recognizing that headline of statute in black-face type is "codifier's headline" as opposed to "legislative title"Summary of this case from Hulcher v. Commonwealth
44893 Record No. 821852 Record No. 821995
January 17, 1986
Present: All the Justices
Judgment against defendant in a negligence action is affirmed where the plaintiff presented credible evidence sufficient to raise a jury question on whether the defendant violated a duty to exercise ordinary care to prevent injury. Defendant's plea of release was properly rejected under Code 4 8.01-35.1 where plaintiff's covenant not to sue the individual defendant did not extinguish the action against the defendant's corporate employer. The trial court also properly reduced the amount of the award by the amount stipulated in the covenant.
Torts — Negligence — Evidence — Burden of Proof — Statutory Construction — Damages — Joint Tort-feasors — Covenants Not to Sue (Code Sec. 8.01-35.1)
Defendant was president, sole director and employee of a corporation that supplied metals to other companies. To promote his business, defendant invited customers for a weekend of golf during September 26th through the 28th, 1980, with costs to be borne by the corporation. The corporation, in fact, paid for the expenses of plaintiff as a guest at the weekend golf party. On December 26 at the golf course, defendant hit two balls into the woods. Then he took a "practice swing" without a ball, and lost control of the club. The club struck plaintiff, who was standing 20 feet away, in the head and caused a severe injury that eventually necessitated the removal of plaintiff's right eye. Plaintiff sued in tort for damages against the individual defendant and the company.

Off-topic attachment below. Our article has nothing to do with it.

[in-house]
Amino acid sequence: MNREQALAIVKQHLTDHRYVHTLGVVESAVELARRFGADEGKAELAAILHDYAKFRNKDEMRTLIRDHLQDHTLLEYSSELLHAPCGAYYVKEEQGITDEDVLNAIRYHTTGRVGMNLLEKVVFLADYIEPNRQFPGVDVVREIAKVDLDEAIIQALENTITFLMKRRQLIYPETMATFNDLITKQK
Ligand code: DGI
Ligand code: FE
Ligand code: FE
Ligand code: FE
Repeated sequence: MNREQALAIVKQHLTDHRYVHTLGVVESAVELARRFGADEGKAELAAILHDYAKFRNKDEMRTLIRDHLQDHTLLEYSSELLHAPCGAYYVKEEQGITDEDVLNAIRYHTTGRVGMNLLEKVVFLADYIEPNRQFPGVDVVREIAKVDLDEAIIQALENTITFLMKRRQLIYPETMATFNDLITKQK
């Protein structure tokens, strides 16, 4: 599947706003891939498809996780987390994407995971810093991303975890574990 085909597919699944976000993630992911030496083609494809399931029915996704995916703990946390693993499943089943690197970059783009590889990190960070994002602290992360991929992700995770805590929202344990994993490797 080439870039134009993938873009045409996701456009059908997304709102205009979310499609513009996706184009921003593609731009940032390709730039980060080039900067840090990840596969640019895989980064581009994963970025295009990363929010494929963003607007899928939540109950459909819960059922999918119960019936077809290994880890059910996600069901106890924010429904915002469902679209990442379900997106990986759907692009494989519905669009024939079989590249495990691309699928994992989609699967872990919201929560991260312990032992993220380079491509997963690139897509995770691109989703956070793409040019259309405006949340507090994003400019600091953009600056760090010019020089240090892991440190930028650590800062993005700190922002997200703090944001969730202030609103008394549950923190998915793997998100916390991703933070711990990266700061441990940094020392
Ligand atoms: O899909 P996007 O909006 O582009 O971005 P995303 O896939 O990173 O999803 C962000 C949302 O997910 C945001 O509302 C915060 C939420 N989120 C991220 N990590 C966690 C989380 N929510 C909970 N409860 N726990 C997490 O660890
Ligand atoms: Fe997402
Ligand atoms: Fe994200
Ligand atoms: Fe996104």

Before trial, the individual defendant reached a settlement and forwarded to plaintiff a settlement check. Therefore, at trial, the court dismissed plaintiff's action against the individual defendant. The corporate defendant's plea of release, however, was denied subsequent to a trial on the merits, at which the jury awarded compensatory damages to plaintiff. The trial court then entered judgment on the verdict, subject to a credit. From the adverse order, corporate defendant appeals.